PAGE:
- You can edit using whatever tools you like.
- Changes are immediately visible in the browser. No need to restart the server, or invoke any sort of recompilation tool.
1. Each script module, CSS module, and image requires a separate HTTP request.
2. No CDN (content distribution network) is used -- all requests are served directly from the application server.
3. Content is not cacheable. (Or, if you do mark some files as cacheable, you'll run into trouble when deploying a new version.)
Development mode vs. production mode
The usual approach to this convenience / efficiency tradeoff is to implement two serving modes. In development mode, the "primordial" model is used. In production mode, a preprocessing step is used to minify script code, combine scripts, push content to a CDN, and otherwise prepare the site for efficient serving.
This approach can get the job done, but it is a pain to work with. It's hard to debug problems on the production site, because the code is minified and otherwise rearranged. It's hard to test performance fixes, because the performance characteristics of development mode are very different than production. Developers may have to manually invoke the preprocessing step, and problems arise if they fail to do so. Web development is hard enough without this added complexity.
The preprocessing approach is also limited to static content. For instance, it is difficult to minify dynamic pages with this approach.
Solution: optimize on the fly
In our site, optimizations are applied on the fly, in a servlet filter that postprocesses each response. (Of course, the server is free to cache the optimized version of static files.) Current optimizations include:
- Rewrite script/style/image URLs to support caching (described below).
- Asset bundling
- Rule checking
- Asset repository to avoid version skew (described below)
Optimization is enabled and disabled using a simple configuration system we've built. Configuration flags can be specified at the server, session, or request level. The session mechanism is particularly convenient: simply by invoking a special form, a developer can disable minification for themselves on the production server, without affecting the way content is served to other users. And toggling minification in a development build doesn't require a server restart.
URL rewriting for cacheability and CDNs
For performance, it's critical to allow browsers to cache asset files (e.g. images and scripts). However, this causes problems when those files are updated. The best solution I'm aware of is to change the filename whenever an asset is modified. This allows you to mark the files as permanently cacheable. However, it's a hassle to implement: whenever you modify a file, you have to update all links referencing it.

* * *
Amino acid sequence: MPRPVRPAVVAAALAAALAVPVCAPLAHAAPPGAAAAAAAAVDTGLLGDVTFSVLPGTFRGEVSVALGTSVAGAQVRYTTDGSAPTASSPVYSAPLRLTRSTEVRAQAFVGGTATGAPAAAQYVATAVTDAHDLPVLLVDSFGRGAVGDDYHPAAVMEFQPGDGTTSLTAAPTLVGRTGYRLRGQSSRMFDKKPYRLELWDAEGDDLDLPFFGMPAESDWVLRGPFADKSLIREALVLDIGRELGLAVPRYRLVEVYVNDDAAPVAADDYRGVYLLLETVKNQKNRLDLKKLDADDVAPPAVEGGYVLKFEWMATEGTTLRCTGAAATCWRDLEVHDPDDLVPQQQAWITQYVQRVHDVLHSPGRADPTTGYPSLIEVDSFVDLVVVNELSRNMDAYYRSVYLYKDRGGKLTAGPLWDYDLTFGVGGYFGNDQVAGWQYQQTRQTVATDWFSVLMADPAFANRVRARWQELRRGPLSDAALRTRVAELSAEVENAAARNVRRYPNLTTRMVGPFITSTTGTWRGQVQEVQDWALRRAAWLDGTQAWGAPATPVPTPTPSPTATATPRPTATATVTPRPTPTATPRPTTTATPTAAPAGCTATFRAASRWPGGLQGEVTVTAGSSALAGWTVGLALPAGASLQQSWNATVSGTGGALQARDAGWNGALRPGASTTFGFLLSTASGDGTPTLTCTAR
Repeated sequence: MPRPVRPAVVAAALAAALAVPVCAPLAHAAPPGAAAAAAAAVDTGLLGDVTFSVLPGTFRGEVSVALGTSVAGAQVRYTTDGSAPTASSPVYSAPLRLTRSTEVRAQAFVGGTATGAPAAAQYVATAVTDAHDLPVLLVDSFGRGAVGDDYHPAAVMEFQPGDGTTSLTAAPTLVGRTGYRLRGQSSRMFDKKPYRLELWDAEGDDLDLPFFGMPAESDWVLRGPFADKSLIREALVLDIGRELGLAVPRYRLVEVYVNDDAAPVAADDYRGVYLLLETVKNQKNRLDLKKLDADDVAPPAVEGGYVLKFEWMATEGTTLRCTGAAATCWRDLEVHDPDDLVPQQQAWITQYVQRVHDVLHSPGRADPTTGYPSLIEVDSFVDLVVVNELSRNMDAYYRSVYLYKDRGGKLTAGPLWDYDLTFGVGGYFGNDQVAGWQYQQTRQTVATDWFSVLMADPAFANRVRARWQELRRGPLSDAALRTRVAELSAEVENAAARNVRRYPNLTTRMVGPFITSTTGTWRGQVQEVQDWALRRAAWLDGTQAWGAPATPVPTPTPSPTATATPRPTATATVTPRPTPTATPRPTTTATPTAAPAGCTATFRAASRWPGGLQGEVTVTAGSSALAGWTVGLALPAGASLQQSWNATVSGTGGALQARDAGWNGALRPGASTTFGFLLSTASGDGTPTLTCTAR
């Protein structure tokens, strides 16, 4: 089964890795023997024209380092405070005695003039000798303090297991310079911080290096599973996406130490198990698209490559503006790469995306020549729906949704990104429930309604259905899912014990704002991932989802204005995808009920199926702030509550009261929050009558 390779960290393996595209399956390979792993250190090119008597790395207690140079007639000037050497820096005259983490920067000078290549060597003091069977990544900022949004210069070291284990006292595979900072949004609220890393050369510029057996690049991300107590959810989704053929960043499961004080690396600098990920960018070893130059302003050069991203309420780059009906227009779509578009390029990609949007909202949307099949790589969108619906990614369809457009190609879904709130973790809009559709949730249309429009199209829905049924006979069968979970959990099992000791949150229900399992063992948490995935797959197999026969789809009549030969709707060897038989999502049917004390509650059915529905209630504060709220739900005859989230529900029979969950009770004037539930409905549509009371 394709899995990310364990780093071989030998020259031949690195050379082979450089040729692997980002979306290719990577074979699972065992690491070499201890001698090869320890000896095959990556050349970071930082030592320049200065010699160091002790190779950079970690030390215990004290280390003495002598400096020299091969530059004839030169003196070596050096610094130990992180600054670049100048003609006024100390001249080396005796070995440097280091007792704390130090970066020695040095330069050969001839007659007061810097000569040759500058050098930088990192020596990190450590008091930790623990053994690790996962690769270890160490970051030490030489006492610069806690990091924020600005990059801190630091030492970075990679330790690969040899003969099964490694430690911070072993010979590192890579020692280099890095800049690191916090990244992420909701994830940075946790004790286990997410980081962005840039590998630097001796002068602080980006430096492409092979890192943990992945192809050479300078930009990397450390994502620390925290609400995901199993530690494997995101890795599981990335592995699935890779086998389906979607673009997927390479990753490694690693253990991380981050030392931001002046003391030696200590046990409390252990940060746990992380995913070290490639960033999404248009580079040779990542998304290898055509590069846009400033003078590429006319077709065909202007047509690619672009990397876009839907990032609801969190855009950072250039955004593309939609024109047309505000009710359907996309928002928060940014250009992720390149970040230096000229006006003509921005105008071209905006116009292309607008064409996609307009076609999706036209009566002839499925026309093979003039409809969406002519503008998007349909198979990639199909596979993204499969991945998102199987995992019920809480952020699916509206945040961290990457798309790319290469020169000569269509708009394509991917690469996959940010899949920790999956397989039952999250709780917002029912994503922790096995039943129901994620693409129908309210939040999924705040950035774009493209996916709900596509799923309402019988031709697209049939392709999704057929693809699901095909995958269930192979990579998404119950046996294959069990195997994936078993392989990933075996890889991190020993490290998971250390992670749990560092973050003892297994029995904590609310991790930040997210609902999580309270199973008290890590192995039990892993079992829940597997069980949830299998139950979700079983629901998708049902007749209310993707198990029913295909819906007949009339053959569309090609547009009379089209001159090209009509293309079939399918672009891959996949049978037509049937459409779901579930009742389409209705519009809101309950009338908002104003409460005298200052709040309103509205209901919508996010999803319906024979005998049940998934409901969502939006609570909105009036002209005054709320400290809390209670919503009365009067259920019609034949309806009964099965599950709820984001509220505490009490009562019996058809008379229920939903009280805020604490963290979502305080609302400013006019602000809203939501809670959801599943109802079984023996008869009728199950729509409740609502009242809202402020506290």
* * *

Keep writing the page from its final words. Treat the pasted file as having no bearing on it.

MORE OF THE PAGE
Our servlet filter scans HTML content for asset references (e.g. <script src=...> or <img src=...>). For any such reference, if the reference refers to a static file in our site, the filter rewrites the reference to include a fingerprint of the file contents. Thus, references automatically adjust when an asset file is changed.
When our server receives a request for an asset file, it looks for a fingerprint in the filename. If the fingerprint is present, we set the response headers to allow indefinite caching. Otherwise, we mark the response as noncacheable.
When we adopt a CDN, we'll use this same mechanism to rewrite asset references to point to the CDN.
Once again, on-the-fly rewriting comes to the rescue. When the servlet filter sees multiple <script> or <style> references in a row, it can substitute a single reference to a bundled file. When it seems multiple CSS image references, it can substitute references to a single sprite image. The configuration system can be used to toggle this on a server, session, or request level.
Some web performance rules require nonlocal changes to a page or site. For instance (from http://developer.yahoo.com/performance/rules.html):
- Put stylesheets at the top
- Put scripts at the bottom
- Avoid CSS expressions
Consistency across server updates
When you push a new version of your site to the production server, a "version skew" problem can occur. Suppose a user opens a page just before the new version is activated. They might wind up receiving the old version of the page, but the new version of the scripts. This can cause script errors. If your site is distributed across multiple servers, the window of vulnerability can be many minutes (depending on your push process). This is not a performance issue, but it involves references from a page to its assets, so it ties into the mechanisms involved in asset caching.
Happily, the URL rewriting technique described in earlier offers a solution to version skew. When a server receives a request for an asset file, it simply serves the file version that matches the fingerprint in the URL. This ensures that all asset files come from the same site version as the main page.
This solution does assume that all servers have access to all versions of the site. This can be addressed by copying asset files to a central repository, such as Amazon S3, during the push process.
A surprisingly large number of web performance optimization rules can be implemented with little or no impact on day-to-day site development. Equally important, optimizations can be implemented with session-based disable flags, allowing problems to be debugged directly on the production site. We've been using this approach in our site development, with good results so far.